Course Overview

This course is designed to acquaint you with the fundamental ideas behind modern programming language design and analysis. Ultimately, you should come away with the ability to apply programming language techniques to your own projects.

The course has three broad topics:

The first part of this graduate-level course focuses on the semantics of a variety of programming language features (e.g., "what does a while loop really mean?"). We will study structural operational semantics as a way to formalize the intended execution and implementation of languages. Operational semantics concepts and notation are widely used in modern programming language research. We will survey axiomatic semantics, which provides a basis for verifying programs. Axiomatic semantics underlie research efforts in formal verification and bug finding (e.g., SLAM, which led to Microsoft's Static Driver Verifier). We will briefly look at denotational semantics as a prelude to abstract interpretation. Abstract interpretation also underlie research efforts in program analysis and bug finding (e.g., Astrée, which has been used by Airbus to analyze their flight control software). The Program Analysis course taught by Amer Diwan studies this topic in greater depth.

The second part of this course provides an introduction to the study of type systems for programming languages. We will start our study with the simply-typed lambda calculus and then touch upon more advanced features such as types for imperative features, exceptions, and abstraction. Type systems abound in modern programming languages research. The Types and Programming Languages course taught by Jeremy Siek provides an in-depth study of this topic.

The last part of the course covers special topics drawn from research in areas such as applications of program semantics to program analysis and verification.

In addition to these topics, students will have the opportunity to consider other related topics of interest in the form of a course project, most often in the form of a survey of recent research on a topic of interest.


The prerequisites for this course are programming and mathematical experience with prior exposure to several different programming languages, such as C, ML, and Java, which may be satisfied by taking CSCI 3155 or equivalent. The ideal programming experience is an undergraduate compilers course (e.g., CSCI 4555). The ideal mathematical experience is familiarity with mathematical logic and the ability to construct rigorous proofs (in particular by structural induction). These prerequisites are not strict. However, your desire to be exposed to this material is very important.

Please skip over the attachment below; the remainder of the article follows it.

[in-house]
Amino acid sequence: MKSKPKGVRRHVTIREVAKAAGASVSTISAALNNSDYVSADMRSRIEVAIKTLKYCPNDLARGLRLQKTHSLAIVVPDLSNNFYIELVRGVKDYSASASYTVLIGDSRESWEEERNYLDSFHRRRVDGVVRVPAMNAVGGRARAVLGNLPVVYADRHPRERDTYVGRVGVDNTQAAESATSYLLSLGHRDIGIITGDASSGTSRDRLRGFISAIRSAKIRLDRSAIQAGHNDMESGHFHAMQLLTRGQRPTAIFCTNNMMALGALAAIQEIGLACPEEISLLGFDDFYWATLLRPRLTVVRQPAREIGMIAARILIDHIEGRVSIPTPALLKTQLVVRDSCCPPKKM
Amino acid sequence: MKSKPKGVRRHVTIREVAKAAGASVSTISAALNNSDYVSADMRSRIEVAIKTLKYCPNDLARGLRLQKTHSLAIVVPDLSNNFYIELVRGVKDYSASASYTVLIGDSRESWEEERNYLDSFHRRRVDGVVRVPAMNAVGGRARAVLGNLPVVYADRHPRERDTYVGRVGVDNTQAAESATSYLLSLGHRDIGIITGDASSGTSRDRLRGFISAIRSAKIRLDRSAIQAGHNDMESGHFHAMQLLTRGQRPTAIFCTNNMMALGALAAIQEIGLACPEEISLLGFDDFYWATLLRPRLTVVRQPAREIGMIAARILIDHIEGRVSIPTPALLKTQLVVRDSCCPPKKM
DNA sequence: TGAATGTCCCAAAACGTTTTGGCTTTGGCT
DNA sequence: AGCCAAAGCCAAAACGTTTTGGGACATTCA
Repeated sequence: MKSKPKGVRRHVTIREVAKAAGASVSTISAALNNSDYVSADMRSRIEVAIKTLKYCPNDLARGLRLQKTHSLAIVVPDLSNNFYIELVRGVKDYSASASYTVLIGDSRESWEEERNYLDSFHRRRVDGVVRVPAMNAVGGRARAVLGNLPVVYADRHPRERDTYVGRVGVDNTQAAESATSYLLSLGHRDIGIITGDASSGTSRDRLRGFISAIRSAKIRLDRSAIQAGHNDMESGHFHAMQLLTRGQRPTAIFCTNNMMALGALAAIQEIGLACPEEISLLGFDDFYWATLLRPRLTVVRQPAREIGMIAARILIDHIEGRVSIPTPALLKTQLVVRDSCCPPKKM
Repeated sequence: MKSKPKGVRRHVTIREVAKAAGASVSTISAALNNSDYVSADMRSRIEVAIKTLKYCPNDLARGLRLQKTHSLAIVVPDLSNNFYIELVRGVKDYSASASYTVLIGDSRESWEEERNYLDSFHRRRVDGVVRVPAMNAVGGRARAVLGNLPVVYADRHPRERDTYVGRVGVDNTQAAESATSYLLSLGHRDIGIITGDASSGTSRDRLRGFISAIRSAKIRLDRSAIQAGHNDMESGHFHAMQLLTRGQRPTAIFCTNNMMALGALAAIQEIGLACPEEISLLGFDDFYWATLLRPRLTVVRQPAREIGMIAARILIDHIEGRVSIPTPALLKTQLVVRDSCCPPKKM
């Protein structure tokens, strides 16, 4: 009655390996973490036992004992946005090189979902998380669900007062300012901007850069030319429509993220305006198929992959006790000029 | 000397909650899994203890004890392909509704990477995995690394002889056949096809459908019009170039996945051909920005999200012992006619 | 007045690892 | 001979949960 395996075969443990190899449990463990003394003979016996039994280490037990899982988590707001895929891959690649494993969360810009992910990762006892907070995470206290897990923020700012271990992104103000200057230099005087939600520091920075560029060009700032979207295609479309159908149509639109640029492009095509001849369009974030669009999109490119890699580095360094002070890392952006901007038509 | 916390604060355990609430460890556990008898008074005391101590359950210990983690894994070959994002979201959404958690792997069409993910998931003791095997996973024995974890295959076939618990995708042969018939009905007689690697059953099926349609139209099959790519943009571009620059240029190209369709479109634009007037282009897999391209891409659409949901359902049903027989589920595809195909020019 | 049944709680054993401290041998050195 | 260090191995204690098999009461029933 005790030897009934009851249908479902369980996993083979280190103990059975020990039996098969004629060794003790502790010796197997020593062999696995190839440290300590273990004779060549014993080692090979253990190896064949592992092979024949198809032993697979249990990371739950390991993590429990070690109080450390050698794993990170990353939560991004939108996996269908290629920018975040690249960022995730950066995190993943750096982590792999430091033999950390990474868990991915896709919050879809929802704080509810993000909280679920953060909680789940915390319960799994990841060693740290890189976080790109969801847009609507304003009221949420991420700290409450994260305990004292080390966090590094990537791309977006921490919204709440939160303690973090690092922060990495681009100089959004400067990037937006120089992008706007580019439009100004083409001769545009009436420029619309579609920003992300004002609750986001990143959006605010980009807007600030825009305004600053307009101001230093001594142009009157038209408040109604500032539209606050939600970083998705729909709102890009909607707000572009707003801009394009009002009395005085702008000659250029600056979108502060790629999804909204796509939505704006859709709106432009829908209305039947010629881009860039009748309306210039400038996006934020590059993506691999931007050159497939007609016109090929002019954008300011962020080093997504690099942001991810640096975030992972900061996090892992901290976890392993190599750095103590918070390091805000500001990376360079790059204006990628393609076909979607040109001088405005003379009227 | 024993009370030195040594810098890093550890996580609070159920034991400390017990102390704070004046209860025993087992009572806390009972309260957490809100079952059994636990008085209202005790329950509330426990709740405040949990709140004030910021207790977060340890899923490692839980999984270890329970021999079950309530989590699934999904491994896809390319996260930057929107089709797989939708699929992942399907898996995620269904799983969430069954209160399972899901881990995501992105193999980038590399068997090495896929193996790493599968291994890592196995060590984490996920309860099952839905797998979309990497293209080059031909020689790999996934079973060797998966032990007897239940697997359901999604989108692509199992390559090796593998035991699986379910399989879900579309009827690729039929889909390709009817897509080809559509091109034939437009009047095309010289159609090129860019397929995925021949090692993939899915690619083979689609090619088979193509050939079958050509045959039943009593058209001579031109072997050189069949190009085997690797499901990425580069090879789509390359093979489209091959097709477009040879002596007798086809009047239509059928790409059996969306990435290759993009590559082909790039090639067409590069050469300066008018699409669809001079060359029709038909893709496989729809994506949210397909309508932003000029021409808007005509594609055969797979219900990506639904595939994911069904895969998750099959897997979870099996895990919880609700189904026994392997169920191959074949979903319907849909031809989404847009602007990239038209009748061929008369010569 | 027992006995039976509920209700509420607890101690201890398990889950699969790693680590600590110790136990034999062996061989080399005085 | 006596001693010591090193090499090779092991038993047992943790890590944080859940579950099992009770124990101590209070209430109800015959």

Advanced undergraduates may consider taking this course after talking with the instructor.


You will be responsible for the following:

Late policy. 10% of the point value will be deducted for each day (including weekends) the assignment is late.

Textbook and Resources

Textbook. Glynn Winskel. The Formal Semantics of Programming Languages. The textbook is on reserve in the Engineering Library.

The following are some other resources:

Off-Campus. The CU library has instructions for off-campus access to certain online resources (e.g., ACM Digital Library).

Computing. For a Linux environment, the following are some resources:


We will use Moodle for online discussion. If do not already have an account, please create one and join the course moodle.

Collaboration Policy

You are welcome and encouraged to work together in learning the material. If you worked with someone on an assignment, or if your submission includes quotes from a book, a paper, or a web site, you should thank the source. Bottom line, feel free to use whatever resources that are available to you as long as you cite them in your submission.

We will go by the honor code set forth by the University:

All students of the University of Colorado at Boulder are responsible for knowing and adhering to the academic integrity policy of this institution. Violations of this policy may include: cheating, plagiarism, aid of academic dishonesty, fabrication, lying, bribery, and threatening behavior. All incidents of academic misconduct shall be reported to the Honor Code Council and those students who are found to be in violation of the academic integrity policy will be subject to both academic sanctions from the faculty member involved and non-academic sanctions given by the Honor Code Council (including but not limited to university probation, suspension, or expulsion).

Please refer to to view the specific guidelines. If you have any questions related to this policy, please contact the Honor Code Council at


This course is based on similar courses taught by George Necula at the University of California, Berkeley and Wes Weimer at the University of Virginia.